Good luck!

1050-image Tip: We’ve got the forms.

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Everyone’s least favorite day of the year is rapidly approaching. If you haven’t filed your taxes yet, the library has resources that will make tax preparation less stressful.

If you need tax forms, just follow the bright orange “Tax Forms” sign. The arrows on the sign will point you in the right direction, and you’ll soon find Federal 1040, 1040A, and 1040EZ forms, Vermont State forms, and corresponding instruction booklets. Other forms, of which photocopies can be made, are kept in a binder in the Reference area.

While the binder contains a vast assortment of forms, it may not have the one you need. Federal forms can be downloaded from http://www.irs.gov/formspubs/index.html?portlet=3, while state forms can be accessed at http://www.state.vt.us/tax/forms.shtml. Both the IRS and Vermont Department of Taxes can help with your tax questions and are the first place to go if you need an extension.

oohcover parachute virtual-jobjob-loss

Tip: The Library has free resources on all aspects of career planning and job hunting.

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Brattleboro’s unemployment rate currently stands at 7.1% , and many of us have begun the unpleasant process of looking for a new job during an economic downturn. If you find yourself in this predicament, why not stop by the library? We have some fantastic resources that will make your search for the perfect job that much easier.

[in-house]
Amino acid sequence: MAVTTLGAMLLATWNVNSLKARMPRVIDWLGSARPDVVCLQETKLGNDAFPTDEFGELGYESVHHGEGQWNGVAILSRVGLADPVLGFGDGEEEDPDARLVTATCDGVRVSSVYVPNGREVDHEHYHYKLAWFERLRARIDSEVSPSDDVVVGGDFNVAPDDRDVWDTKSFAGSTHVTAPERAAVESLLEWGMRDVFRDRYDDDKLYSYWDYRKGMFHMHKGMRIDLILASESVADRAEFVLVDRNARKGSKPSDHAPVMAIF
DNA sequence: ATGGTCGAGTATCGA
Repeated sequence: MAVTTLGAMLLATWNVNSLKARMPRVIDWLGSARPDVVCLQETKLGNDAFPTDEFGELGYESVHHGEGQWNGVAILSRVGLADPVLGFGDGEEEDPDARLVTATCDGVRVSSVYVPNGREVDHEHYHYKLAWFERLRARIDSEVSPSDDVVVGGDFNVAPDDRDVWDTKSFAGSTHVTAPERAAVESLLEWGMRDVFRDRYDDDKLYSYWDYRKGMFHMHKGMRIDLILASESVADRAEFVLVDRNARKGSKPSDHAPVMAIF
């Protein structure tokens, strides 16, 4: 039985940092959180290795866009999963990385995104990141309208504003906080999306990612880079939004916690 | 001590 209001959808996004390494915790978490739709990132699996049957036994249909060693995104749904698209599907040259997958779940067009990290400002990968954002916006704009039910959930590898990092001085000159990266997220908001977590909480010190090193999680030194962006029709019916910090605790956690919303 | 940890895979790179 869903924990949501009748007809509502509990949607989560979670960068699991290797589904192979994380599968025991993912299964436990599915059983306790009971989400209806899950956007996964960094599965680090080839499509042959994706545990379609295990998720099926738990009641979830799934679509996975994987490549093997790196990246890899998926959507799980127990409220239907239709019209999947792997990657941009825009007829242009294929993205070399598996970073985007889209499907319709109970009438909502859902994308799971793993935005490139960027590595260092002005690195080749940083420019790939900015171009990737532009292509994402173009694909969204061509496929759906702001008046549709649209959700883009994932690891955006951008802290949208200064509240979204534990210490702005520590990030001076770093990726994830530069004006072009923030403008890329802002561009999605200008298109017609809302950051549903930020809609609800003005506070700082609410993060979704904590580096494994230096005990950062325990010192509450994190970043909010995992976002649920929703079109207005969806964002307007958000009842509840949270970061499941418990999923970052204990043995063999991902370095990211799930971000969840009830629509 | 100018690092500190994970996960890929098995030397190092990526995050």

Interested in making a career change but don’t know where to begin? The library has several guides on hand, including Richard Nelson Bolles’ What color is your parachute? (331.1 BOL) and Laurence G. Boldt’s Zen and the art of making a living: a practical guide to creative career design (650.14 BOL). A subject search for “career development” and/or “career change” will help you locate others.

If you do have a clear sense of what careers interest you but need more concrete information about them (such as educational requirements, average wages, and current demand), you should swing by Reference and take a look at the Occupational outlook handbook (REF 371.42 OCC). The handbook, which can also be accessed online at http://www.bls.gov/OCO/, is produced by the U.S. Department of Labor and has detailed data on countless professions.

In Reference you will also find The guide to basic resume writing (REF 650.14 GUI). Other resume guides can be checked out of the library, and can be located by doing a subject search for “resumes.” If you don’t have access to a personal computer, you can use one of the library’s computers to type up your resume. Just click on the “resume” option at the start-up page, and be sure to bring a flash drive so that you can save your work!